Background The Institute of Medicine's 2001 report Crossing the Quality Chasm describes a health care system delivering care to patients below expectations set forth from evidence-based medicine. ACGME responded by requiring residency programs to teach residents the skills needed to analyze their own practice patterns to improve the quality of care that is delivered to patients the core competency, practice-based learning improvement (PBLI).
Methods Eleven internal medicine categorical housestaff rotated on the ambulatory care outpatient month between July and October 2005. The housestaff were introduced to the concepts of performance measures, quality improvement, and tools such as clinical reminders. Each resident was then given a list of diabetic patients from their patient panel to perform a chart review of 5 random patients. The following items are examples of data collected for each patient: age, duration of diabetes, tobacco use, pneumovax, aspirin use, results of last foot exam.
Results The housestaff identified in their five diabetic patients consistent areas in need of improvement in order to propose a commitment to change. These proposals were grouped into two categories: specific provider behavior and systems issues. Twelve instances of specific provider behavior and 7 system issues were noted. For specific provider behavior, three housestaff acknowledged the need to provide their patients with aspirin. Seven housestaff stated improvement in history and physical examination skills were needed. Inquiring into the time insulin is taken by the patients, their reasons for noncompliance, and completion of the monofilament foot exam are examples of these skills. Issues with the health care system could be further categorized into decreased awareness of institutional resources or delays with consultants. For instance, several residents did not realize that patient visits did not require a physician face to face visit but could be done with a telephone call or a visit to an RN. They were also not aware of diabetic specialty clinics or diabetic education classes.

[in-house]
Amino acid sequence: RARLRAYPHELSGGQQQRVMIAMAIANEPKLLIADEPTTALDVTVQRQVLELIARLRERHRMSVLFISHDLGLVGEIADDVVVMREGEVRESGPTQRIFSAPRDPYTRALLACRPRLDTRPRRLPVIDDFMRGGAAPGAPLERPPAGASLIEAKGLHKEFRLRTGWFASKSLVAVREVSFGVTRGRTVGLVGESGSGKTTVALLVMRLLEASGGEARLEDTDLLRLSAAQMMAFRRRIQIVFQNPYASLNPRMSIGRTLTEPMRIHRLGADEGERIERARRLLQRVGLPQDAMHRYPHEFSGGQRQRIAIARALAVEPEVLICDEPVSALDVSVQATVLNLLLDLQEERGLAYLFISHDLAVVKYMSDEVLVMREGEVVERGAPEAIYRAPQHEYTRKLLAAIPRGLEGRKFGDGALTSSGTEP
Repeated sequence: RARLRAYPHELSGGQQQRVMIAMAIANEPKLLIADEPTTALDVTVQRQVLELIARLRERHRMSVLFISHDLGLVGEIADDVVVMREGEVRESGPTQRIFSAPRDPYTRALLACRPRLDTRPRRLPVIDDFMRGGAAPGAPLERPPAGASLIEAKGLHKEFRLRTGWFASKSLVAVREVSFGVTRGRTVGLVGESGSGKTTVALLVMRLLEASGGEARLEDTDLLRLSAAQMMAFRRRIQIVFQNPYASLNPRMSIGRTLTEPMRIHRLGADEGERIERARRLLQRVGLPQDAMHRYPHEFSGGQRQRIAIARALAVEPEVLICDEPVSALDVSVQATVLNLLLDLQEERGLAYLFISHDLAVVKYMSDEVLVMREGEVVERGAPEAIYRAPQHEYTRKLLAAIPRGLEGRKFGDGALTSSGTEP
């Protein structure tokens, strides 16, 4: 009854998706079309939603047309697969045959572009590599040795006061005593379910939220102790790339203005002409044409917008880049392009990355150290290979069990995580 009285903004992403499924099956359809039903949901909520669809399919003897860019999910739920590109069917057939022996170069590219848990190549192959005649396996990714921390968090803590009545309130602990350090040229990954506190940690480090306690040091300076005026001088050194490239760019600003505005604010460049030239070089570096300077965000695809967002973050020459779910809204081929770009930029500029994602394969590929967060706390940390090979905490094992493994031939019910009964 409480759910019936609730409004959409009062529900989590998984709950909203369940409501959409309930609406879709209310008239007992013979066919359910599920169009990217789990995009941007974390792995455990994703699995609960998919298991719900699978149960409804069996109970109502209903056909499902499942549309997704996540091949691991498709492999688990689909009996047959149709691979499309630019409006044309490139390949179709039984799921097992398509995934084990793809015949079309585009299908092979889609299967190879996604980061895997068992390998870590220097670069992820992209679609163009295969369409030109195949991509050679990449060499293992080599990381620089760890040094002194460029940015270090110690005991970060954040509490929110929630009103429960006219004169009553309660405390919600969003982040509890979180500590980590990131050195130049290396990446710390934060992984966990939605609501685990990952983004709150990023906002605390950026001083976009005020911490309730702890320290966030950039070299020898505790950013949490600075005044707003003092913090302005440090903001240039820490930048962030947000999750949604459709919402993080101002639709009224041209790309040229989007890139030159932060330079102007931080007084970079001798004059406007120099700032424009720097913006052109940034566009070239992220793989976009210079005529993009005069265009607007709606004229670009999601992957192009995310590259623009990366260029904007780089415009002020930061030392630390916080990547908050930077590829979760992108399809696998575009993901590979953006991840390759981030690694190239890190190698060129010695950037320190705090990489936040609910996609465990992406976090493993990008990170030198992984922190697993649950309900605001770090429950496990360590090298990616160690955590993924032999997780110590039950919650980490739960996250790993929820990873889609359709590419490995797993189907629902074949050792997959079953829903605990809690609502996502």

Conclusion With the realization in the 21st century that the health care delivered is of poorer quality than should be, organizations such as the ACGME have required implementation of quality improvement initiatives. In this project, housestaff acknowledged areas of their own behavior, knowledge, and skills that need to be improved but also barriers of the health care system that result in patients not receiving optimal care. Evolution of this curriculum will continue to occur as the residents will reanalyze their patient panel to determine if their commitment to change directed them toward closing their own quality chasm.
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